Lap-dancing clubs are licensed in the same way as coffee shops. Quinn Capes-Ivy reports on the launch of a campaign to change all that
Last month I had the pleasure of participating in the launch of Stripping The Illusion, the campaign against lap dancing by Object – a group set up to challenge the ‘sex object culture’ in the UK.
We attended a discussion at the House of Commons on the harms of lap dancing and the inadequacy of the 2003 Licensing Act, then staged a protest in Parliament Square, complete with a mock-up pole-dancing pole, banners and much singing.
The discussion was kicked off by Sandrine Levêque of Object, who illustrated the three main illusions that people have about lap dancing and strip clubs:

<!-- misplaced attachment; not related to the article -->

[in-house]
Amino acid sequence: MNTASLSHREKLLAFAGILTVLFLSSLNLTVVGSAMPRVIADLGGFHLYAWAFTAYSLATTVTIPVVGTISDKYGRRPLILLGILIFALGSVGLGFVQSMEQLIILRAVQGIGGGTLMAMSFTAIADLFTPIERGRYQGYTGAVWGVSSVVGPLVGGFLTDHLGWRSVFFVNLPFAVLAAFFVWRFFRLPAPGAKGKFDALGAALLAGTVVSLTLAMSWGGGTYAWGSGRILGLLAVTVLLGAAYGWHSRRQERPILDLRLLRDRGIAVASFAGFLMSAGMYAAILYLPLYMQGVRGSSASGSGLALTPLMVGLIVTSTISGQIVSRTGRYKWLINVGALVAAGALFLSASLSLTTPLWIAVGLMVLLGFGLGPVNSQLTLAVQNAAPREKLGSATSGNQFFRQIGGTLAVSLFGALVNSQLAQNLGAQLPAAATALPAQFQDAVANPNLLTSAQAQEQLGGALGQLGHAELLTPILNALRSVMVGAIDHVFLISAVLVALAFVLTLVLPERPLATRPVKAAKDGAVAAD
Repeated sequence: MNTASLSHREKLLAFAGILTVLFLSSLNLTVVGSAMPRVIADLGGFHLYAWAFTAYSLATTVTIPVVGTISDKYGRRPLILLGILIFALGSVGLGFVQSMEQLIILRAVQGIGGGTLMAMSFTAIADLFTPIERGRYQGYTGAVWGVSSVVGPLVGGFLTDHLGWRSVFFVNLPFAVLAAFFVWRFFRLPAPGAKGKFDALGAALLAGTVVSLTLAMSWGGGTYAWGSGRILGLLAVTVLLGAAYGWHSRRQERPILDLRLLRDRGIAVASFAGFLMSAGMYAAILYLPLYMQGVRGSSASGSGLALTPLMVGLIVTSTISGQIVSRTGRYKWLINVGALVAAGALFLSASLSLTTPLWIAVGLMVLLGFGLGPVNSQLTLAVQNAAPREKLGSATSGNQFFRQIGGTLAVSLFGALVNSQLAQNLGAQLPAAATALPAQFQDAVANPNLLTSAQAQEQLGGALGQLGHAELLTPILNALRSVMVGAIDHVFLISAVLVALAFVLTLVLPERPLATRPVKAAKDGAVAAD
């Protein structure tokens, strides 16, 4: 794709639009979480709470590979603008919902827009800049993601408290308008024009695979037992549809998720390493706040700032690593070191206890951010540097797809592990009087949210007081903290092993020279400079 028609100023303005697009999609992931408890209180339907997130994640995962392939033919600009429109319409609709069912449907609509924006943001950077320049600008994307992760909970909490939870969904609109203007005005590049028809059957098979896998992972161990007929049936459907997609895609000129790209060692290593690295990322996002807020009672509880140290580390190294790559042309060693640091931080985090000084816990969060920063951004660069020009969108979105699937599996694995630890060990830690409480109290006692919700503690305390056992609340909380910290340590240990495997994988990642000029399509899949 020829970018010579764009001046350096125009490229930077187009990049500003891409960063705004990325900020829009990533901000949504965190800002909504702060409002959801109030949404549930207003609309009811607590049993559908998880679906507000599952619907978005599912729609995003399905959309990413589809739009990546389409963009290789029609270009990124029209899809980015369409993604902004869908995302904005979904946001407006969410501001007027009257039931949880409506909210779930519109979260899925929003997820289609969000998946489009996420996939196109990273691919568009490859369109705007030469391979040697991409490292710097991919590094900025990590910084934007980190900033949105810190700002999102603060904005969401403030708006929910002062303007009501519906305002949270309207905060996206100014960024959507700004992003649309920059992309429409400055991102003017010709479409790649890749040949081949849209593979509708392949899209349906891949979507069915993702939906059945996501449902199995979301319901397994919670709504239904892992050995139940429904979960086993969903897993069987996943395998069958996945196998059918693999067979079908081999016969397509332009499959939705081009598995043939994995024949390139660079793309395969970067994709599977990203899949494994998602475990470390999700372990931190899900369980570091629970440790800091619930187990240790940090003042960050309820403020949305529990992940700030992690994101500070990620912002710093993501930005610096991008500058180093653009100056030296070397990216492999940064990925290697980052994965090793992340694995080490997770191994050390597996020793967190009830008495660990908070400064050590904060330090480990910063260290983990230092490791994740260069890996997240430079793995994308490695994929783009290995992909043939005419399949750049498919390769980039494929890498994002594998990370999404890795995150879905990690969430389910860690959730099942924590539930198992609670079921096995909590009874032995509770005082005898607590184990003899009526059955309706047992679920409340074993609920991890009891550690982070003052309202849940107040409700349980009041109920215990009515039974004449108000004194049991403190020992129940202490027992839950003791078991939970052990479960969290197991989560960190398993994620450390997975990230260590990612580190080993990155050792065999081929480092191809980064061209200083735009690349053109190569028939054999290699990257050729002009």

“Lap-dancing clubs are not part of the sex industry”
A sex establishment is a place where people pay money for other people to sexually stimulate them. For example, sex shops and cinemas must be licensed as sex establishments – lap-dancing clubs do not. As Philip Kolvin, legal advisor to the Fawcett Society, said later in the discussion, it does not make sense that sex on the page or on celluloid is controlled, but sex in the flesh is not. We are calling for a category of ‘sexual encounter establishment’ to be extended countrywide, to include lap-dancing and strip clubs, giving local councils, representing the public, more power over the establishments which already exist or are planned in their constituencies.